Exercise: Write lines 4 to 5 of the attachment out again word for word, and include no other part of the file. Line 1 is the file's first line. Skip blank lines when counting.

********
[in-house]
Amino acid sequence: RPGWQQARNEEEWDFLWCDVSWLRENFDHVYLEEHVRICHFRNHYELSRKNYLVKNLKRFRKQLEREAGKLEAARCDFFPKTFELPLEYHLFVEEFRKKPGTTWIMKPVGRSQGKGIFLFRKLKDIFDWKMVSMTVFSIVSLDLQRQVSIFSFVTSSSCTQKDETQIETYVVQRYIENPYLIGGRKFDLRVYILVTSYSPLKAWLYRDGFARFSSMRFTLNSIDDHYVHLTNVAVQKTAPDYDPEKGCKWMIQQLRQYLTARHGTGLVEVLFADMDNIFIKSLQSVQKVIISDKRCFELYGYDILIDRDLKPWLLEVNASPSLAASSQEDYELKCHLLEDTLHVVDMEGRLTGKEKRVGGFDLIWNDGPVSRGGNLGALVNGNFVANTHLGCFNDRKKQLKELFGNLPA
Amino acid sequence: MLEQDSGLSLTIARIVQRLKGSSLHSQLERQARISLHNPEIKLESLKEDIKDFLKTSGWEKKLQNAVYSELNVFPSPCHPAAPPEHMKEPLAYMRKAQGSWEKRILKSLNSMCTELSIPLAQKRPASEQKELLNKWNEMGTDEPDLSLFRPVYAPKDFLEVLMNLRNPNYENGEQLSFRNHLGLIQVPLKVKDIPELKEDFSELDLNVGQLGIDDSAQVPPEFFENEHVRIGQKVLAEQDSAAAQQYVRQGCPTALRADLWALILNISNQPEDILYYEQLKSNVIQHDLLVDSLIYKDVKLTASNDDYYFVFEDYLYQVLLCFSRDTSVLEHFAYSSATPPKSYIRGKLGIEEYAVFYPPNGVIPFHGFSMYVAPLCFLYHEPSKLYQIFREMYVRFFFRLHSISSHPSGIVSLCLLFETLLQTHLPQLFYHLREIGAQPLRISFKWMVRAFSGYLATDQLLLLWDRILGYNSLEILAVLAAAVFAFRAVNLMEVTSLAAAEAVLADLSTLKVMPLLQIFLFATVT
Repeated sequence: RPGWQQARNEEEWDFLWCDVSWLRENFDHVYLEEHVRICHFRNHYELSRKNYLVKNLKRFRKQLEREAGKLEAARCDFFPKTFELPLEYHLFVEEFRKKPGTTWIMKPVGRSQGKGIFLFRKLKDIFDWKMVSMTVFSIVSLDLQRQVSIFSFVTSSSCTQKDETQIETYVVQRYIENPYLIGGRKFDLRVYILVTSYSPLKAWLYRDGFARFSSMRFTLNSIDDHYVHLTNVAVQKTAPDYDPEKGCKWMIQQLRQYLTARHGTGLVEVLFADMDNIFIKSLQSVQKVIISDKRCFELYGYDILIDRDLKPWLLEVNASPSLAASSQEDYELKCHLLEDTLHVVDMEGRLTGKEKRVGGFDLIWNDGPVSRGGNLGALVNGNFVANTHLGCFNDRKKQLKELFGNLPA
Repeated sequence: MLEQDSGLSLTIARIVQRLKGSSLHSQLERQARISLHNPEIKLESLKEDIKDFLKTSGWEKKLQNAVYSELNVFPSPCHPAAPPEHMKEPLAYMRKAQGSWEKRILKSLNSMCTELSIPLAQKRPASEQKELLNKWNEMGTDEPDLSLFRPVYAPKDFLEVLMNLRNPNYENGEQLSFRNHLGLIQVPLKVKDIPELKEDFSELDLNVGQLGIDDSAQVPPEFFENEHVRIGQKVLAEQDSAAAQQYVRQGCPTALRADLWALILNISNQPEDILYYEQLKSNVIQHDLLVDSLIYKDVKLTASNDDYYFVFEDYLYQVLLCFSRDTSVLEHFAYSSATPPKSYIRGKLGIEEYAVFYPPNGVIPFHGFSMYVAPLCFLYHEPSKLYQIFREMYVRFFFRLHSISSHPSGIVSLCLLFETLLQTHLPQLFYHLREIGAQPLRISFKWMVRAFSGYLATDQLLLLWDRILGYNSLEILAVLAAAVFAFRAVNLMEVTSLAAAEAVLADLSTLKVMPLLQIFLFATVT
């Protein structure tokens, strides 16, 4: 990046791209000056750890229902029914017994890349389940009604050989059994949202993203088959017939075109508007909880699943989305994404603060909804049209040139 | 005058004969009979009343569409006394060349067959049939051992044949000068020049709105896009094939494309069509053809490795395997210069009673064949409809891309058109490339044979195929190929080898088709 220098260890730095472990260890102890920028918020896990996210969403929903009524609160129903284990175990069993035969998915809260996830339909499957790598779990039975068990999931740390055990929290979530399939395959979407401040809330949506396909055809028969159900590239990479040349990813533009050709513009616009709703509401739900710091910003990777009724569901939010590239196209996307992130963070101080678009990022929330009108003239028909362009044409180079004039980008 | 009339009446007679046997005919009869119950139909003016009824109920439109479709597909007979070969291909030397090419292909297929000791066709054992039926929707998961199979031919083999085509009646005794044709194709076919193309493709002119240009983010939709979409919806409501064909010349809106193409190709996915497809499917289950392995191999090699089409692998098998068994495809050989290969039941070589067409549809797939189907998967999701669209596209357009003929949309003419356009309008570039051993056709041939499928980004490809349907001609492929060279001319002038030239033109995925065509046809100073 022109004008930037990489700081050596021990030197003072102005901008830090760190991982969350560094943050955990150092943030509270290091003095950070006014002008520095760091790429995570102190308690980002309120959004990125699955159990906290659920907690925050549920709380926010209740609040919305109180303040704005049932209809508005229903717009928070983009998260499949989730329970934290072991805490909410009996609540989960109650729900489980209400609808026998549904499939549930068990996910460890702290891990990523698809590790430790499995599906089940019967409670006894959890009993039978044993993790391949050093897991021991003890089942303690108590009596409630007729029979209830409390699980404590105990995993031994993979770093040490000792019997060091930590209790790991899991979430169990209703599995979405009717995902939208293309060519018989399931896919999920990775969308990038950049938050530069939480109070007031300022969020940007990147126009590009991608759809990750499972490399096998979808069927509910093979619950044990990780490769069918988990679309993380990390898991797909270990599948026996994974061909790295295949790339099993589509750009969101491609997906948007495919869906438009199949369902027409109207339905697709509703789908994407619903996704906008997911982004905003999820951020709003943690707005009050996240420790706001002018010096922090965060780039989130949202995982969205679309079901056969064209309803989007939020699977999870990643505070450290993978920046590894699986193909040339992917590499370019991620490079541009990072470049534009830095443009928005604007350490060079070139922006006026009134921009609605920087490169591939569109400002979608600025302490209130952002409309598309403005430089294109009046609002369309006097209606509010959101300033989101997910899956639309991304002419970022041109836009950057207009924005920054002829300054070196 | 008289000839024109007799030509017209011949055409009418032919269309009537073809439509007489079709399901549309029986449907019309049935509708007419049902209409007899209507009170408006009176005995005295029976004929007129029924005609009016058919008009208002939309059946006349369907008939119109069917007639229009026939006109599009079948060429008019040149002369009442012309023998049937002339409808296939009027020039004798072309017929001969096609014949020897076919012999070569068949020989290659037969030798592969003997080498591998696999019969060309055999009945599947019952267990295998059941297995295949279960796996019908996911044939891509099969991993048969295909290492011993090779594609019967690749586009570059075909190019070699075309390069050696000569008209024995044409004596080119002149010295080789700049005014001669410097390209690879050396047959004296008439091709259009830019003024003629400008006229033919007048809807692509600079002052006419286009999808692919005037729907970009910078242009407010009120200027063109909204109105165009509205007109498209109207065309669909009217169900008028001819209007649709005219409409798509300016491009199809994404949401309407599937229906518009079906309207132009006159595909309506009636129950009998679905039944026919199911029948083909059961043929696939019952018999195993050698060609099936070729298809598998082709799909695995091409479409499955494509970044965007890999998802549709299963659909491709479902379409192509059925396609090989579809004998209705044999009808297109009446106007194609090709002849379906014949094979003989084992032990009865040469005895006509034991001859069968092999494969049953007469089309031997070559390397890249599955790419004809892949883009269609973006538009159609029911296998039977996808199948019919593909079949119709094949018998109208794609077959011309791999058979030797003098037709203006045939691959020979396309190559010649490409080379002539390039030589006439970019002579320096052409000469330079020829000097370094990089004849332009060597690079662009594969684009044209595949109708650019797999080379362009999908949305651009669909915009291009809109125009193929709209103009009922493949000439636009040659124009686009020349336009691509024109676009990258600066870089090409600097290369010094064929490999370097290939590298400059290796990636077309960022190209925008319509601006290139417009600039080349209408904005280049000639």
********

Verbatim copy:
Repeated sequence: RPGWQQARNEEEWDFLWCDVSWLRENFDHVYLEEHVRICHFRNHYELSRKNYLVKNLKRFRKQLEREAGKLEAARCDFFPKTFELPLEYHLFVEEFRKKPGTTWIMKPVGRSQGKGIFLFRKLKDIFDWKMVSMTVFSIVSLDLQRQVSIFSFVTSSSCTQKDETQIETYVVQRYIENPYLIGGRKFDLRVYILVTSYSPLKAWLYRDGFARFSSMRFTLNSIDDHYVHLTNVAVQKTAPDYDPEKGCKWMIQQLRQYLTARHGTGLVEVLFADMDNIFIKSLQSVQKVIISDKRCFELYGYDILIDRDLKPWLLEVNASPSLAASSQEDYELKCHLLEDTLHVVDMEGRLTGKEKRVGGFDLIWNDGPVSRGGNLGALVNGNFVANTHLGCFNDRKKQLKELFGNLPA
Repeated sequence: MLEQDSGLSLTIARIVQRLKGSSLHSQLERQARISLHNPEIKLESLKEDIKDFLKTSGWEKKLQNAVYSELNVFPSPCHPAAPPEHMKEPLAYMRKAQGSWEKRILKSLNSMCTELSIPLAQKRPASEQKELLNKWNEMGTDEPDLSLFRPVYAPKDFLEVLMNLRNPNYENGEQLSFRNHLGLIQVPLKVKDIPELKEDFSELDLNVGQLGIDDSAQVPPEFFENEHVRIGQKVLAEQDSAAAQQYVRQGCPTALRADLWALILNISNQPEDILYYEQLKSNVIQHDLLVDSLIYKDVKLTASNDDYYFVFEDYLYQVLLCFSRDTSVLEHFAYSSATPPKSYIRGKLGIEEYAVFYPPNGVIPFHGFSMYVAPLCFLYHEPSKLYQIFREMYVRFFFRLHSISSHPSGIVSLCLLFETLLQTHLPQLFYHLREIGAQPLRISFKWMVRAFSGYLATDQLLLLWDRILGYNSLEILAVLAAAVFAFRAVNLMEVTSLAAAEAVLADLSTLKVMPLLQIFLFATVT